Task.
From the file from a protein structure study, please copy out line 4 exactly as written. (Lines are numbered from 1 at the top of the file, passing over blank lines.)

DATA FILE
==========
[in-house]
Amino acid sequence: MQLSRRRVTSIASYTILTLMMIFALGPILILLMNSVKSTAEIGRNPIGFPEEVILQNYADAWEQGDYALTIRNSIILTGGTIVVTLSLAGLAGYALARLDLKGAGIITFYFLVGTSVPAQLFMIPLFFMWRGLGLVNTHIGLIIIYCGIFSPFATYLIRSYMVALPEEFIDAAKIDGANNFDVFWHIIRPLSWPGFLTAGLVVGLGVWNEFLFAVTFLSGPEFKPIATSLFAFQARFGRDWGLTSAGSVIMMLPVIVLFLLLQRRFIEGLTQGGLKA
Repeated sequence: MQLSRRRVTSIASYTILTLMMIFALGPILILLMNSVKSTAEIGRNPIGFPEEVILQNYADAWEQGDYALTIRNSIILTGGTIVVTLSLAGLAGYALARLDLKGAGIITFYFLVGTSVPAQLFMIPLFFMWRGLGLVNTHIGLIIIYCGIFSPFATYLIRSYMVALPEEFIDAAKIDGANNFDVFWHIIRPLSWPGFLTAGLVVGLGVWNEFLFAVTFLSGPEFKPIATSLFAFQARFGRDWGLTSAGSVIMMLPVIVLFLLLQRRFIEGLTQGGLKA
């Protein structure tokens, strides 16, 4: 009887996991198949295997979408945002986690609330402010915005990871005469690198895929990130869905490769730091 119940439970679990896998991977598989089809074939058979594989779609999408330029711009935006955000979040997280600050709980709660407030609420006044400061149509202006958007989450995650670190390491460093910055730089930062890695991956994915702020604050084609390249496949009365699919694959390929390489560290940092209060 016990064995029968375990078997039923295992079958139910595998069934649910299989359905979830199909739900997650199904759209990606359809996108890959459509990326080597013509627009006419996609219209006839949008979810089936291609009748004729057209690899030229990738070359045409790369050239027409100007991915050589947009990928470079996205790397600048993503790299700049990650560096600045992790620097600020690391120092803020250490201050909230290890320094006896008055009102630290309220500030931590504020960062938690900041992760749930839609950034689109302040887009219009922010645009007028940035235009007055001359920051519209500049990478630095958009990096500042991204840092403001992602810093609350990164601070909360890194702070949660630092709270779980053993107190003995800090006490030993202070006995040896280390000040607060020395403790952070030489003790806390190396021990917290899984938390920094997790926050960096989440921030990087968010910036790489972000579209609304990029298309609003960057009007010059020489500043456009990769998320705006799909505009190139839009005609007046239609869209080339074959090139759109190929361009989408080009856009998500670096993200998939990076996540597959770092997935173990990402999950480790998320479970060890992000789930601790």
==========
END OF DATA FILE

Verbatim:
């Protein structure tokens, strides 16, 4: 009887996991198949295997979408945002986690609330402010915005990871005469690198895929990130869905490769730091 119940439970679990896998991977598989089809074939058979594989779609999408330029711009935006955000979040997280600050709980709660407030609420006044400061149509202006958007989450995650670190390491460093910055730089930062890695991956994915702020604050084609390249496949009365699919694959390929390489560290940092209060 016990064995029968375990078997039923295992079958139910595998069934649910299989359905979830199909739900997650199904759209990606359809996108890959459509990326080597013509627009006419996609219209006839949008979810089936291609009748004729057209690899030229990738070359045409790369050239027409100007991915050589947009990928470079996205790397600048993503790299700049990650560096600045992790620097600020690391120092803020250490201050909230290890320094006896008055009102630290309220500030931590504020960062938690900041992760749930839609950034689109302040887009219009922010645009007028940035235009007055001359920051519209500049990478630095958009990096500042991204840092403001992602810093609350990164601070909360890194702070949660630092709270779980053993107190003995800090006490030993202070006995040896280390000040607060020395403790952070030489003790806390190396021990917290899984938390920094997790926050960096989440921030990087968010910036790489972000579209609304990029298309609003960057009007010059020489500043456009990769998320705006799909505009190139839009005609007046239609869209080339074959090139759109190929361009989408080009856009998500670096993200998939990076996540597959770092997935173990990402999950480790998320479970060890992000789930601790």